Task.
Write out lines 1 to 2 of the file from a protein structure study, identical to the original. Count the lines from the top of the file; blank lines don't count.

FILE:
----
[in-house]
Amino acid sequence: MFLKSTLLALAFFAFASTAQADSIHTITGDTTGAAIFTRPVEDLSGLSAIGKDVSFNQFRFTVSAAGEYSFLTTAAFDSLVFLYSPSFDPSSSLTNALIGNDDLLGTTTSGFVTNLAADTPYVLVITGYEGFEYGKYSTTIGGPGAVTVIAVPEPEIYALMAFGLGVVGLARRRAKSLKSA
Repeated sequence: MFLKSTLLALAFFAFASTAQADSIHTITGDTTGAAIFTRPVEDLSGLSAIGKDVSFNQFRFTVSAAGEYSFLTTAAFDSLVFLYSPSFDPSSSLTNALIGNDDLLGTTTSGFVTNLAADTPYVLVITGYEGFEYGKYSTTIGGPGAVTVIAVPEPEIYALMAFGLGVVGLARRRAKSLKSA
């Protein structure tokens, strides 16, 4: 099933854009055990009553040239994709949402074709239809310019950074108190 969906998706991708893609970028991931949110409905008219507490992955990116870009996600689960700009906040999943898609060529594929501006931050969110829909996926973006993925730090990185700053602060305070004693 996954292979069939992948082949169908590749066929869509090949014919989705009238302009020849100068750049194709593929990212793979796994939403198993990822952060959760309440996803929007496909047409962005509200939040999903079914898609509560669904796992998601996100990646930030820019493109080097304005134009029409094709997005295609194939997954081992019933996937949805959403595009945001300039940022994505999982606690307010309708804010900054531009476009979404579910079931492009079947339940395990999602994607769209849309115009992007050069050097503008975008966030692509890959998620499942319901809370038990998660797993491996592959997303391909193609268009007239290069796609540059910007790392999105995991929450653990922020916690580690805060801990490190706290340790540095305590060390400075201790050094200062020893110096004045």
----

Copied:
[in-house]
Amino acid sequence: MFLKSTLLALAFFAFASTAQADSIHTITGDTTGAAIFTRPVEDLSGLSAIGKDVSFNQFRFTVSAAGEYSFLTTAAFDSLVFLYSPSFDPSSSLTNALIGNDDLLGTTTSGFVTNLAADTPYVLVITGYEGFEYGKYSTTIGGPGAVTVIAVPEPEIYALMAFGLGVVGLARRRAKSLKSA